Posted by: Dirk | July 24, 2007

Eastern European migration to the EU – a trickle

The New Economist noted that migration from Bulgaria and Romania did not materialize as it was thought it would: ‘New Bulgarian and Romanian Accession Statistics found that in the first three months after the two counties joined the Eurepean Union, there were only 9,305 applications for registration certificates.’ The UK has some restrictions on migration in place, but even without those the number of migrants seems pretty small.“Wenn es mit dem Arbeitskräftemangel in Deutschland so weitergeht, wäre es denkbar, die Beschränkungen für osteuropäische Arbeitnehmer schon vor dem Jahr 2009 aufzuheben”, sagte Arbeits-Staatssekretär Gerd Andres der Hannoverschen Allgemeinen Zeitung vom Dienstag.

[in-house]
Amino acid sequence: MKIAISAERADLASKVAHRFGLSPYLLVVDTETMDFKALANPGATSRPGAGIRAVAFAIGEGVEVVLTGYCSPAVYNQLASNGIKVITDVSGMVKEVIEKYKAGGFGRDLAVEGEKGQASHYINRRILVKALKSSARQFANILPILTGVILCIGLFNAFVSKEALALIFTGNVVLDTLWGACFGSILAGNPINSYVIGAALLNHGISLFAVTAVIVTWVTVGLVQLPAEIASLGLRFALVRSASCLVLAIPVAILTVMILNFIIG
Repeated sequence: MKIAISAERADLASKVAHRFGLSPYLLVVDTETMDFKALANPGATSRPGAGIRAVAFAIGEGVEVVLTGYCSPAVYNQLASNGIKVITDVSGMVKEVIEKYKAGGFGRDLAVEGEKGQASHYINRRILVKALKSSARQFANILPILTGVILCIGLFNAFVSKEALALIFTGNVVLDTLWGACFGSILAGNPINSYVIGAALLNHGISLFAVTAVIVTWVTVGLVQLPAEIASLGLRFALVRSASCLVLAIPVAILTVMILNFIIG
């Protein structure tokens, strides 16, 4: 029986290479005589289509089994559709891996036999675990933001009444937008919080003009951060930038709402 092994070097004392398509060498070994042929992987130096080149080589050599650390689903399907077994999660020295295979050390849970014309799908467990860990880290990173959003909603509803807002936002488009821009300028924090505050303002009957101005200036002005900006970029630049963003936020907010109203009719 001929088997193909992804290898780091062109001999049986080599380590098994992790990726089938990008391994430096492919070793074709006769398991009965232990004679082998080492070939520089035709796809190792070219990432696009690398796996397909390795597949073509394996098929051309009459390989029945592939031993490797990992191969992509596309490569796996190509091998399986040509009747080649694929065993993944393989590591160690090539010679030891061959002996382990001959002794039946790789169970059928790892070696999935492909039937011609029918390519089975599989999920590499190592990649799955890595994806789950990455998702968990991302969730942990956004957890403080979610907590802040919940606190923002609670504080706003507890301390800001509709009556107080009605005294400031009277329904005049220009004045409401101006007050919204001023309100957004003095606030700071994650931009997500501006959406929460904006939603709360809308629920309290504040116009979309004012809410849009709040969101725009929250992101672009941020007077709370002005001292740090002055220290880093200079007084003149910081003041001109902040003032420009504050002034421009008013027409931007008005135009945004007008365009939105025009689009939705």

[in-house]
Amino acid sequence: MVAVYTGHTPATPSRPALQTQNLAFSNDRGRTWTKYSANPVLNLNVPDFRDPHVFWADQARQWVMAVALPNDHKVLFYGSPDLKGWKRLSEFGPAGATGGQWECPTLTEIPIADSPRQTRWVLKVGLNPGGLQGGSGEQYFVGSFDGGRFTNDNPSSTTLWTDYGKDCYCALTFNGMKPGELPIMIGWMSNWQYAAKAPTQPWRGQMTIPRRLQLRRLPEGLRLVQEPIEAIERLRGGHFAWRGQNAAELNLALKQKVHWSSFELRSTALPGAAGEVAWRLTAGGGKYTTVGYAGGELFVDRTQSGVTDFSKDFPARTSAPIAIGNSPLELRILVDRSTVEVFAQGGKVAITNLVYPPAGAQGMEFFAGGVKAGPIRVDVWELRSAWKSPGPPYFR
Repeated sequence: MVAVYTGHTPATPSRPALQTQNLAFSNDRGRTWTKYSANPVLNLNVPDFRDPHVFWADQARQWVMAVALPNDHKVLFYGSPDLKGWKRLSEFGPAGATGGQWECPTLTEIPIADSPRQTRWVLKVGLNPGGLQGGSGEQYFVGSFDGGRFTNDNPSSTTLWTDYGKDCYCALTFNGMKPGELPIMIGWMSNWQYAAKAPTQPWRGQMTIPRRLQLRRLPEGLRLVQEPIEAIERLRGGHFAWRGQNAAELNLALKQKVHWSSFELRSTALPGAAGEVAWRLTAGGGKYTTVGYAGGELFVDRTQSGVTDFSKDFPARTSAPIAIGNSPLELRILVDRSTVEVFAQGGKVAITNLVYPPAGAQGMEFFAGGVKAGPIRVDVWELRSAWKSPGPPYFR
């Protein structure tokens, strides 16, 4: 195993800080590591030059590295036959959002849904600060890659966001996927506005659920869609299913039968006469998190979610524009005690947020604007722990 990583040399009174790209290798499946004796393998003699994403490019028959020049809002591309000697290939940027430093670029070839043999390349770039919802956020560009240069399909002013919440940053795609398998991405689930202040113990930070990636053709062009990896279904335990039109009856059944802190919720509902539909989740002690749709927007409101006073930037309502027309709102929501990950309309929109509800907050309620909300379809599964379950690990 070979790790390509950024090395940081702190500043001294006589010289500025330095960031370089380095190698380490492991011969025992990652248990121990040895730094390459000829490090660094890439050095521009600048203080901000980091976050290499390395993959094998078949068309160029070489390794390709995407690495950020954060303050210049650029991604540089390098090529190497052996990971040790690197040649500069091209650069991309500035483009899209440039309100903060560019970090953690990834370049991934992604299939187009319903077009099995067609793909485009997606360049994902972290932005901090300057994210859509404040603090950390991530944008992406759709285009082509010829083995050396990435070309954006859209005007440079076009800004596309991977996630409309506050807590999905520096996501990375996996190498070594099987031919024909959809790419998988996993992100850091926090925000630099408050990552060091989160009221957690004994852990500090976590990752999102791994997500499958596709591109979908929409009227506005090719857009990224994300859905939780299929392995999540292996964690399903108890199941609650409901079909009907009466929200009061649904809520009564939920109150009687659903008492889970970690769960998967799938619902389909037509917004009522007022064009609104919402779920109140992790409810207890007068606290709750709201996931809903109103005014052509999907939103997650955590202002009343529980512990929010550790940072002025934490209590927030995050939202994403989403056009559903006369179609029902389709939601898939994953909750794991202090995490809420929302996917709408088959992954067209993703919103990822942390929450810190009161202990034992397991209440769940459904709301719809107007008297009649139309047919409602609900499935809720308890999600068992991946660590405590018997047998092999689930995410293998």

Now that the debate reached Germany it will be interesting to see how the debate goes. It will probably be based on ideology, but maybe somebody can come up with numbers of migration from countries like Portugal and Spain for the period after they accessed the EU. That would make an interesting comparison.

Kevin O’Rourke (2004) found that historically migration followed an inverted-U shaped ‘life cycle’, first rising, the declining. The reason is that migration raises real wages in the source country. Fears of a flood of immigrants that never stops are out of place.

There was a similar debate last year in the US on the migration bill, which called for partial amnesty of illegal immigrants (see Posner’s blog here). In the end the issue boiled down to: Do immigrants lower wages of relatively uneducated workers? Some papers were published on this topic, maybe I post some links later.

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